New McKinsey research highlights a dramatic increase in the intensity with which people use digital devices and platforms. Nearly 50 percent of US online consumers are now advanced users of smartphones, social networks, and other emerging tools—up from 32 percent in 2008.
We have been tracking consumers’ digital habits through a series of surveys covering more than 100,000 respondents across North America, Europe, and Asia.1 Our 2010 US findings highlighted the growth of advanced multidigital and rich-media segments (exhibit): the people most likely to be early adopters of new technologies (whom we label “digital-media junkies”), often younger men; those spending more time on social networks (“digital communicators”), often women; and those more likely to consume Internet-based video (“video digerati”). Meanwhile, we have seen a decline in segments focused primarily on one kind of digital use (such as e-mail or gaming), as well as late adopters whose digital consumption is superficial. Behind these broad category shifts are meaningful changes in how consumers use core technologies.
Social networks as communications gateways
Social networks, particularly Facebook, are emerging as the dominant digital-communications channels. For people aged 34 and under, they already are the preferred channel (by minutes of use per day), displacing e-mail, texting, and phone calls. Social-network use, growing swiftly among all segments of our survey population, has doubled among those over 55. Such networks also are becoming information portals for people seeking items such as videos, photos, and content posted by friends. In our latest survey, 33 percent of the respondents said they use social networks to navigate content on the Web, up from 13 percent in 2008. While search engines continue to be the leading way consumers access online content, the use of social networks is growing. As consumers spend more time on them, decisions about what to purchase often reflect interactions with friends and other influencers. In response, leading marketers are adapting their strategies to reach increasingly networked consumers and placing more stress on tactics such as word-of-mouth marketing and storytelling.
Smartphone as ‘Swiss Army knife’
As the usage and processing power of smartphones increase in tandem with the rising speed of 3G and 4G data networks,2 mobile devices are invading the domains of single-purpose gear such as game consoles and portable media players, as well as PCs. Smartphones are also becoming the device of choice for e-mail, Web browsing, and product research. A third of smartphone owners prefer using it for Web browsing or e-mail even when they are near PCs. Over the past two years, iPhone users have spent 45 percent more time e-mailing on their smartphones and 15 percent less time e-mailing on their PCs. More than 60 percent of smartphone users would consider buying goods with it or have already done so.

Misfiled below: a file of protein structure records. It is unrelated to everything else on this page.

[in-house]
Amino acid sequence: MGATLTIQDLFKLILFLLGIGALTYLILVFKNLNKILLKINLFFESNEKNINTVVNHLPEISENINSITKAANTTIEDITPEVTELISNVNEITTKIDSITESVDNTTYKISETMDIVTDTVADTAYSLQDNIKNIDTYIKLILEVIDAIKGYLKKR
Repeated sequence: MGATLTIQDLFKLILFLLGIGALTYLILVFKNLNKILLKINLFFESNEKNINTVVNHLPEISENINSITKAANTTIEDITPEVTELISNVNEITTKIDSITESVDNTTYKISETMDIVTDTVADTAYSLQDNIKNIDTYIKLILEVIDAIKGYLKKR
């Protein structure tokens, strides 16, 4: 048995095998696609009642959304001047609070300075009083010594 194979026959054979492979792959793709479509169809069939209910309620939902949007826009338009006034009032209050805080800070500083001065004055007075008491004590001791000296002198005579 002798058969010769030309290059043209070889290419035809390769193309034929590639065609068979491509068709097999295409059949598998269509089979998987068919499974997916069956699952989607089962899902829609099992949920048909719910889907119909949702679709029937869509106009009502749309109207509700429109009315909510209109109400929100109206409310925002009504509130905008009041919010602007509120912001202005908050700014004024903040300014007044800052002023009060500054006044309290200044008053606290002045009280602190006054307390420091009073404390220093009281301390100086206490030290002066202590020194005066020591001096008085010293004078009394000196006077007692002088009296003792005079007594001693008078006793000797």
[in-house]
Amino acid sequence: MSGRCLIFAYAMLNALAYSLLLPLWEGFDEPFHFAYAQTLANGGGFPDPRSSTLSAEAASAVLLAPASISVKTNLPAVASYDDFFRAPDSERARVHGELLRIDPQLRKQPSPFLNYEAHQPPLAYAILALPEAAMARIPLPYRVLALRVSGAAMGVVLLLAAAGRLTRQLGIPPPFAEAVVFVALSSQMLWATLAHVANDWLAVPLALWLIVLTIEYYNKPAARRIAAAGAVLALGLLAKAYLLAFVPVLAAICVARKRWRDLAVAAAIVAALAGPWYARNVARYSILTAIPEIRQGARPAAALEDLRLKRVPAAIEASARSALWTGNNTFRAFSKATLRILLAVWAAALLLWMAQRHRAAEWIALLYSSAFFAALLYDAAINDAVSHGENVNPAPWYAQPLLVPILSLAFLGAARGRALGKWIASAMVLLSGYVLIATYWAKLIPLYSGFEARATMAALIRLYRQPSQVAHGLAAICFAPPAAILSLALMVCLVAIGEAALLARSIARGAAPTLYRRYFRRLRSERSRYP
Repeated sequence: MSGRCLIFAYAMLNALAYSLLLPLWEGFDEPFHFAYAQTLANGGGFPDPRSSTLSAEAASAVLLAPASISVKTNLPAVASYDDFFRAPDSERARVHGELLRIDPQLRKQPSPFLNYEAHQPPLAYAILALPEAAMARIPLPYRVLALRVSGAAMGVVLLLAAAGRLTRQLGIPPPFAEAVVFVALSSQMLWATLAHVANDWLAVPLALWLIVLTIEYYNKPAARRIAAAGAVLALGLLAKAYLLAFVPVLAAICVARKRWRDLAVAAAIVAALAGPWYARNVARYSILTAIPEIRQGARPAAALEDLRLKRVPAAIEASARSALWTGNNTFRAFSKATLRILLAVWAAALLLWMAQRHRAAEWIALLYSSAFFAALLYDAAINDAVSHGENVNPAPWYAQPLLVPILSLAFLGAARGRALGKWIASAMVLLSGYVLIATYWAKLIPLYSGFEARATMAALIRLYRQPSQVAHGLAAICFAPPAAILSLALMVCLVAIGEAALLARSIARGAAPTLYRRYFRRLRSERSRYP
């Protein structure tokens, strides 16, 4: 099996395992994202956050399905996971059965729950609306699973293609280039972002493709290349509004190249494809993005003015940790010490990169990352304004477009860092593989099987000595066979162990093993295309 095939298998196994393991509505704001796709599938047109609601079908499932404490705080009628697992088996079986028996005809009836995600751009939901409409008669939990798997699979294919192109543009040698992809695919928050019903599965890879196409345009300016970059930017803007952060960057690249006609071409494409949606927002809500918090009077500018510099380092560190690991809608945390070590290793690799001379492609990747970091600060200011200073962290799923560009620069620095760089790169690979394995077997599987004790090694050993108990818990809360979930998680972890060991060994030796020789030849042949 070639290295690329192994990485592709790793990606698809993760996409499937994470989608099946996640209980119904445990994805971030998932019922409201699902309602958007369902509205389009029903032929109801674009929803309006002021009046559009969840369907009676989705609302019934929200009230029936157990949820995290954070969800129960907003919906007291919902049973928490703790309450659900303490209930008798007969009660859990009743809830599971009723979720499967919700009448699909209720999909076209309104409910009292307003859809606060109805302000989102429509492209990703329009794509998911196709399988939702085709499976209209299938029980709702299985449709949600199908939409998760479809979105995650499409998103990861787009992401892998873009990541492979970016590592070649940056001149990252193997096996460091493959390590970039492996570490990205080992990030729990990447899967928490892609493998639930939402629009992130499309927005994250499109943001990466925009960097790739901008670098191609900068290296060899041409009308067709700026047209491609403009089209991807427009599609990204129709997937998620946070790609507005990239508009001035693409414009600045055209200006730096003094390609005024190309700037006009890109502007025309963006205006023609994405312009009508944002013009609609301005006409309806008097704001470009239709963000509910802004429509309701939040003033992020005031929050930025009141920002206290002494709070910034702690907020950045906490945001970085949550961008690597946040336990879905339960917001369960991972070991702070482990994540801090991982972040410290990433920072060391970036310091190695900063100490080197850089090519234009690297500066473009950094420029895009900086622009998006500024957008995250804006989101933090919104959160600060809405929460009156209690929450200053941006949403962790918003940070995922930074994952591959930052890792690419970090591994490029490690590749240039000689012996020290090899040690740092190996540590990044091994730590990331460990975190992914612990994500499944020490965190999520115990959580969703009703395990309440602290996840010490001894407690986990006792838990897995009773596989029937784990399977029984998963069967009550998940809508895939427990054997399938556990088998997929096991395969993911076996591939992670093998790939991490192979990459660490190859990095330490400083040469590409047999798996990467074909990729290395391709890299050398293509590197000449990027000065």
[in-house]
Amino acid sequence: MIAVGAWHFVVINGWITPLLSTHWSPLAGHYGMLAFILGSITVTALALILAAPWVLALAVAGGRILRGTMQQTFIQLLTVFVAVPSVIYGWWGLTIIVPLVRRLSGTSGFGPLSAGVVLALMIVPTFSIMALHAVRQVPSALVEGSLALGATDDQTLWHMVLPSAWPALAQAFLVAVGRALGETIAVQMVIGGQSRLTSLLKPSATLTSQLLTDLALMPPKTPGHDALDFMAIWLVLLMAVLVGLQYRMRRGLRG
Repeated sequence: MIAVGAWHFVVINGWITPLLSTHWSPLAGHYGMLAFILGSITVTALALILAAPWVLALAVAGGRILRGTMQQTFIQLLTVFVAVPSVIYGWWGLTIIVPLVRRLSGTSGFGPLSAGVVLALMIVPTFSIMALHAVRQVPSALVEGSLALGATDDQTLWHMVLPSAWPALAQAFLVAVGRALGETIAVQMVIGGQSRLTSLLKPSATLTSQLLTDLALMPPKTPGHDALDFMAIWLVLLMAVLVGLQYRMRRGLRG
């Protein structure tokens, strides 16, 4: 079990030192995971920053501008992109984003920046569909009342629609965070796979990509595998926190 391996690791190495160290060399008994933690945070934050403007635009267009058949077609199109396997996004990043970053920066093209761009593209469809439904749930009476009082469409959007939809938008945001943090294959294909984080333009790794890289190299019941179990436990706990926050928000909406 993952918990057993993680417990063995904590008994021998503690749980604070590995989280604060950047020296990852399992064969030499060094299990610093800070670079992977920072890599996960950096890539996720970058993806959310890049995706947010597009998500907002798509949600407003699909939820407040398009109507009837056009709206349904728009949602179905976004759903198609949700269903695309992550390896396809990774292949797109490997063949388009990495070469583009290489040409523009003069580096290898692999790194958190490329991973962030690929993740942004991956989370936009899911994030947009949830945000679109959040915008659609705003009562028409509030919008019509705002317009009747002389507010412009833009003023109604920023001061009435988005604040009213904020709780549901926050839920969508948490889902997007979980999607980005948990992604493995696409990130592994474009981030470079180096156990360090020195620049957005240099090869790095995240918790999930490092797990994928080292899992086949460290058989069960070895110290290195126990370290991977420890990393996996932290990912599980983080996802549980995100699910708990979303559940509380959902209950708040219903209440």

As the power and functionality of devices grow, the possibilities for making money from mobile platforms will continue to improve. We found, for instance, that smartphone users already are more accustomed to paying for digital content and services than traditional online users are. Three-quarters of iPhone users, for example, now pay for one or more apps each month, though most remain free. As more products are distributed over mobile channels, greater competition will raise the importance of design, ease of use, and new mobile payment options. These findings are good news for content and service providers that wonder if mobile solutions will deliver real returns.
Internet video: Challenging traditional TV
As digital platforms multiply, consumer video-viewing habits continue to change. Among our survey respondents, 69 percent now view videos on their PCs and 33 percent on their smartphones. Twenty-four percent view Internet content on their TVs—a percentage that has tripled over the past two years as Internet-enabled game consoles, DVD players, DVRs, and TVs have proliferated. Although these users are 1.5 times more likely than the general population to say that they intend to cancel their pay-TV service, only a quarter of them are satisfied with the experience. That should open the door to new areas of competition and innovation; pay-TV companies, for example, are starting to offer their programming across tablets and mobile devices.
Web search and video providers, meanwhile, see opportunities for services that help consumers navigate the fragmented domain of online video, a role similar to that of traditional TV-programming packagers. Advertisers must refine marketing plans so that they reflect this new video-viewing behavior and get creative about targeting users who are time-shifting and dividing their attention among platforms.
We have seen similar digital disruptions in other key platforms, such as gaming, e-publishing, and music. The digital revolution, still in its earliest days, will continue to upend how we interact, entertain ourselves, buy, and work.